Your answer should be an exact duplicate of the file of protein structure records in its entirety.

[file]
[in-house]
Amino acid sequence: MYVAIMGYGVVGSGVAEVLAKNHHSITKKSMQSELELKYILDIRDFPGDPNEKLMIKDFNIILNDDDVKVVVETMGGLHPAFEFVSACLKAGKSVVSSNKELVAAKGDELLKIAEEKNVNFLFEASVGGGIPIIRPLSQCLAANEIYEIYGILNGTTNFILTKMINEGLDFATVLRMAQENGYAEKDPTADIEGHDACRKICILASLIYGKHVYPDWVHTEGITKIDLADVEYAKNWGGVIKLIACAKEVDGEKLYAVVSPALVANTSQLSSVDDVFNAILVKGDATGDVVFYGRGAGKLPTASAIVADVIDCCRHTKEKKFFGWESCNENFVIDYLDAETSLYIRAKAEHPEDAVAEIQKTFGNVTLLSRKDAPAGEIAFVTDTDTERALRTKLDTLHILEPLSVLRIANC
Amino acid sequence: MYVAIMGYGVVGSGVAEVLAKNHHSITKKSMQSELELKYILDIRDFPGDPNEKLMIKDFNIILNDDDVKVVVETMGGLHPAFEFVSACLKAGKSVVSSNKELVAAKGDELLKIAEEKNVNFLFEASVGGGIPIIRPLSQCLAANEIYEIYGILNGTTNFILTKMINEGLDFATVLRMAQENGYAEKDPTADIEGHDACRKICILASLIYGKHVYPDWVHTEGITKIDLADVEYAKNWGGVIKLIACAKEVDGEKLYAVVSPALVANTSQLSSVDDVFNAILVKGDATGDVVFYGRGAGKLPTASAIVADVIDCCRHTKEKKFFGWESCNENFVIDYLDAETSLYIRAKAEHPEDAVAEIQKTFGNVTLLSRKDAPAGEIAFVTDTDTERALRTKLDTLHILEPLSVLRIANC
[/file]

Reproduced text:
[in-house]
Amino acid sequence: MYVAIMGYGVVGSGVAEVLAKNHHSITKKSMQSELELKYILDIRDFPGDPNEKLMIKDFNIILNDDDVKVVVETMGGLHPAFEFVSACLKAGKSVVSSNKELVAAKGDELLKIAEEKNVNFLFEASVGGGIPIIRPLSQCLAANEIYEIYGILNGTTNFILTKMINEGLDFATVLRMAQENGYAEKDPTADIEGHDACRKICILASLIYGKHVYPDWVHTEGITKIDLADVEYAKNWGGVIKLIACAKEVDGEKLYAVVSPALVANTSQLSSVDDVFNAILVKGDATGDVVFYGRGAGKLPTASAIVADVIDCCRHTKEKKFFGWESCNENFVIDYLDAETSLYIRAKAEHPEDAVAEIQKTFGNVTLLSRKDAPAGEIAFVTDTDTERALRTKLDTLHILEPLSVLRIANC
Amino acid sequence: MYVAIMGYGVVGSGVAEVLAKNHHSITKKSMQSELELKYILDIRDFPGDPNEKLMIKDFNIILNDDDVKVVVETMGGLHPAFEFVSACLKAGKSVVSSNKELVAAKGDELLKIAEEKNVNFLFEASVGGGIPIIRPLSQCLAANEIYEIYGILNGTTNFILTKMINEGLDFATVLRMAQENGYAEKDPTADIEGHDACRKICILASLIYGKHVYPDWVHTEGITKIDLADVEYAKNWGGVIKLIACAKEVDGEKLYAVVSPALVANTSQLSSVDDVFNAILVKGDATGDVVFYGRGAGKLPTASAIVADVIDCCRHTKEKKFFGWESCNENFVIDYLDAETSLYIRAKAEHPEDAVAEIQKTFGNVTLLSRKDAPAGEIAFVTDTDTERALRTKLDTLHILEPLSVLRIANC